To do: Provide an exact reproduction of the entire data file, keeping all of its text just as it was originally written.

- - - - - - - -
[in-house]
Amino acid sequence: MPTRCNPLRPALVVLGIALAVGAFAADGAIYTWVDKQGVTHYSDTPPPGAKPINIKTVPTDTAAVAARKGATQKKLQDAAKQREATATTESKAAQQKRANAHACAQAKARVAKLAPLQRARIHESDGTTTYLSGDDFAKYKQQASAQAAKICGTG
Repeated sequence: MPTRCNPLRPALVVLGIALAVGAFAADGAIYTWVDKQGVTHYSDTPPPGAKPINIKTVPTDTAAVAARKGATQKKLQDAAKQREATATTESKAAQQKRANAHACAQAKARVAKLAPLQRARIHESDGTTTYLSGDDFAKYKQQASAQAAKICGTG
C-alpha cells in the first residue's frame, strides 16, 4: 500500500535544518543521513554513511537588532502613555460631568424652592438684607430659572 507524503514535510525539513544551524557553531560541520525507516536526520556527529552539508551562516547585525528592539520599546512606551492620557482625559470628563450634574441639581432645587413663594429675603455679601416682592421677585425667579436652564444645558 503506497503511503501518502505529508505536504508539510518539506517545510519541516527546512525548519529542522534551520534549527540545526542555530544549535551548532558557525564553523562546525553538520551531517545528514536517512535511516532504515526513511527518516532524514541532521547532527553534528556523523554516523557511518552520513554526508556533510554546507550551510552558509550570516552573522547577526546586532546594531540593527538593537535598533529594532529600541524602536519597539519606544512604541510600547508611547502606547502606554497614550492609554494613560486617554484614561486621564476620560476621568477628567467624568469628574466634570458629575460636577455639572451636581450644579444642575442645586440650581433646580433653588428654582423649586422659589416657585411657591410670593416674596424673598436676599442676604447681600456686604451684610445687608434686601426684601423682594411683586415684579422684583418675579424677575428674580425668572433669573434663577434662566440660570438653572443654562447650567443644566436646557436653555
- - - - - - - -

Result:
[in-house]
Amino acid sequence: MPTRCNPLRPALVVLGIALAVGAFAADGAIYTWVDKQGVTHYSDTPPPGAKPINIKTVPTDTAAVAARKGATQKKLQDAAKQREATATTESKAAQQKRANAHACAQAKARVAKLAPLQRARIHESDGTTTYLSGDDFAKYKQQASAQAAKICGTG
Repeated sequence: MPTRCNPLRPALVVLGIALAVGAFAADGAIYTWVDKQGVTHYSDTPPPGAKPINIKTVPTDTAAVAARKGATQKKLQDAAKQREATATTESKAAQQKRANAHACAQAKARVAKLAPLQRARIHESDGTTTYLSGDDFAKYKQQASAQAAKICGTG
C-alpha cells in the first residue's frame, strides 16, 4: 500500500535544518543521513554513511537588532502613555460631568424652592438684607430659572 507524503514535510525539513544551524557553531560541520525507516536526520556527529552539508551562516547585525528592539520599546512606551492620557482625559470628563450634574441639581432645587413663594429675603455679601416682592421677585425667579436652564444645558 503506497503511503501518502505529508505536504508539510518539506517545510519541516527546512525548519529542522534551520534549527540545526542555530544549535551548532558557525564553523562546525553538520551531517545528514536517512535511516532504515526513511527518516532524514541532521547532527553534528556523523554516523557511518552520513554526508556533510554546507550551510552558509550570516552573522547577526546586532546594531540593527538593537535598533529594532529600541524602536519597539519606544512604541510600547508611547502606547502606554497614550492609554494613560486617554484614561486621564476620560476621568477628567467624568469628574466634570458629575460636577455639572451636581450644579444642575442645586440650581433646580433653588428654582423649586422659589416657585411657591410670593416674596424673598436676599442676604447681600456686604451684610445687608434686601426684601423682594411683586415684579422684583418675579424677575428674580425668572433669573434663577434662566440660570438653572443654562447650567443644566436646557436653555